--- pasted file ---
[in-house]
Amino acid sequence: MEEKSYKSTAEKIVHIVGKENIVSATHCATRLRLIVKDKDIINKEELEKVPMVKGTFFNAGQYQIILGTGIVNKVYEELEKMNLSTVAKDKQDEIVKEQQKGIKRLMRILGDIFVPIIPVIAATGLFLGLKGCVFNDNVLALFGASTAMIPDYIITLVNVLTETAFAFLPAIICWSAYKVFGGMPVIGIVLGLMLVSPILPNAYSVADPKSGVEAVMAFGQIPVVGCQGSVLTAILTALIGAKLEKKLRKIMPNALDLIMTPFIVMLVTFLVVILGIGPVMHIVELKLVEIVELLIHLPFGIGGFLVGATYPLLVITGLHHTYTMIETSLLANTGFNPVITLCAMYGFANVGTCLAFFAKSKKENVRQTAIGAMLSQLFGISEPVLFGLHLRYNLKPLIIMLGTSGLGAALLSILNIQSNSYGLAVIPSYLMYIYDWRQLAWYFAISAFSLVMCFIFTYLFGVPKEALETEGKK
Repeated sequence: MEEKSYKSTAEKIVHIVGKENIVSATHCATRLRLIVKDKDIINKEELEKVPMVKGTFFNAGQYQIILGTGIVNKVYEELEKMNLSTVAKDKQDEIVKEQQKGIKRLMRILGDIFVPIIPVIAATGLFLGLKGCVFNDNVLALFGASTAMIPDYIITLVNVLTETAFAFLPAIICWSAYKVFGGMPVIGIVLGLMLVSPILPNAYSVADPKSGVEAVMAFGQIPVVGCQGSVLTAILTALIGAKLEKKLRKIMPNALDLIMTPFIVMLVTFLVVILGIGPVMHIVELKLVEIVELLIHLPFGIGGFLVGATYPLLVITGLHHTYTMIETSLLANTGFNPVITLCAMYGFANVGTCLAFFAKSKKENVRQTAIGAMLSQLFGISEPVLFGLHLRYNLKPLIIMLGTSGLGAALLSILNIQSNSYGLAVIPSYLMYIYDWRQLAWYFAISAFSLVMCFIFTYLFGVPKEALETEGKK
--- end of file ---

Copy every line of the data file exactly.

[in-house]
Amino acid sequence: MEEKSYKSTAEKIVHIVGKENIVSATHCATRLRLIVKDKDIINKEELEKVPMVKGTFFNAGQYQIILGTGIVNKVYEELEKMNLSTVAKDKQDEIVKEQQKGIKRLMRILGDIFVPIIPVIAATGLFLGLKGCVFNDNVLALFGASTAMIPDYIITLVNVLTETAFAFLPAIICWSAYKVFGGMPVIGIVLGLMLVSPILPNAYSVADPKSGVEAVMAFGQIPVVGCQGSVLTAILTALIGAKLEKKLRKIMPNALDLIMTPFIVMLVTFLVVILGIGPVMHIVELKLVEIVELLIHLPFGIGGFLVGATYPLLVITGLHHTYTMIETSLLANTGFNPVITLCAMYGFANVGTCLAFFAKSKKENVRQTAIGAMLSQLFGISEPVLFGLHLRYNLKPLIIMLGTSGLGAALLSILNIQSNSYGLAVIPSYLMYIYDWRQLAWYFAISAFSLVMCFIFTYLFGVPKEALETEGKK
Repeated sequence: MEEKSYKSTAEKIVHIVGKENIVSATHCATRLRLIVKDKDIINKEELEKVPMVKGTFFNAGQYQIILGTGIVNKVYEELEKMNLSTVAKDKQDEIVKEQQKGIKRLMRILGDIFVPIIPVIAATGLFLGLKGCVFNDNVLALFGASTAMIPDYIITLVNVLTETAFAFLPAIICWSAYKVFGGMPVIGIVLGLMLVSPILPNAYSVADPKSGVEAVMAFGQIPVVGCQGSVLTAILTALIGAKLEKKLRKIMPNALDLIMTPFIVMLVTFLVVILGIGPVMHIVELKLVEIVELLIHLPFGIGGFLVGATYPLLVITGLHHTYTMIETSLLANTGFNPVITLCAMYGFANVGTCLAFFAKSKKENVRQTAIGAMLSQLFGISEPVLFGLHLRYNLKPLIIMLGTSGLGAALLSILNIQSNSYGLAVIPSYLMYIYDWRQLAWYFAISAFSLVMCFIFTYLFGVPKEALETEGKK